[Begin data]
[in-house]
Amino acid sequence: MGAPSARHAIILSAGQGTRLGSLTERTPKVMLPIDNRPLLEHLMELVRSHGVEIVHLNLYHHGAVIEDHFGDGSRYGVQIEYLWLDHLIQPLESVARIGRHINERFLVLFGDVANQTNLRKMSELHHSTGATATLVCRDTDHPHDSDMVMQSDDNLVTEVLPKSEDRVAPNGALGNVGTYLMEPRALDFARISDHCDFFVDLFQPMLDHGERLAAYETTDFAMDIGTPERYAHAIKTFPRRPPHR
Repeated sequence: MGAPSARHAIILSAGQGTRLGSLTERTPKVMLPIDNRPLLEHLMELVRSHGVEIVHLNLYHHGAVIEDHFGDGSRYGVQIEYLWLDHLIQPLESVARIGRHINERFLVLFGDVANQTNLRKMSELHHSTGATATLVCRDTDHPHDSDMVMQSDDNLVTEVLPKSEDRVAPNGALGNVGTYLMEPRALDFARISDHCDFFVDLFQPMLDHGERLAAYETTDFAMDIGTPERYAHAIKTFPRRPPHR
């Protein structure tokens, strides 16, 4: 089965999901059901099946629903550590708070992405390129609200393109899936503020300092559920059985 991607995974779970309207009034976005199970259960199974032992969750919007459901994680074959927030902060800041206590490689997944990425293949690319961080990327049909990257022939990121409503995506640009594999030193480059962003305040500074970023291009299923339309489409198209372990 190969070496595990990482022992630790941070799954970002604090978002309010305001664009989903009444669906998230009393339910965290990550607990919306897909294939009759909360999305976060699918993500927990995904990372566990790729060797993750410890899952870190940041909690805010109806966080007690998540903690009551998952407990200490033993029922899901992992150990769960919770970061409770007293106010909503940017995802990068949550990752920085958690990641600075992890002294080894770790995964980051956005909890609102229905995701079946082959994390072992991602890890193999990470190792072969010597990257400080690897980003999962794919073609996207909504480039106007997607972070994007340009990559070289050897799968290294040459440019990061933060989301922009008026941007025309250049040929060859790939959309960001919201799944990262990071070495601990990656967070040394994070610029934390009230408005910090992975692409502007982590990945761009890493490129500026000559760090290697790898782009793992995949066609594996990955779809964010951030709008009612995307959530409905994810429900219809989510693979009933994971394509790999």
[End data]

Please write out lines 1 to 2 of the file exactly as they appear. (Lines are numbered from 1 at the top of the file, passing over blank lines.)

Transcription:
[in-house]
Amino acid sequence: MGAPSARHAIILSAGQGTRLGSLTERTPKVMLPIDNRPLLEHLMELVRSHGVEIVHLNLYHHGAVIEDHFGDGSRYGVQIEYLWLDHLIQPLESVARIGRHINERFLVLFGDVANQTNLRKMSELHHSTGATATLVCRDTDHPHDSDMVMQSDDNLVTEVLPKSEDRVAPNGALGNVGTYLMEPRALDFARISDHCDFFVDLFQPMLDHGERLAAYETTDFAMDIGTPERYAHAIKTFPRRPPHR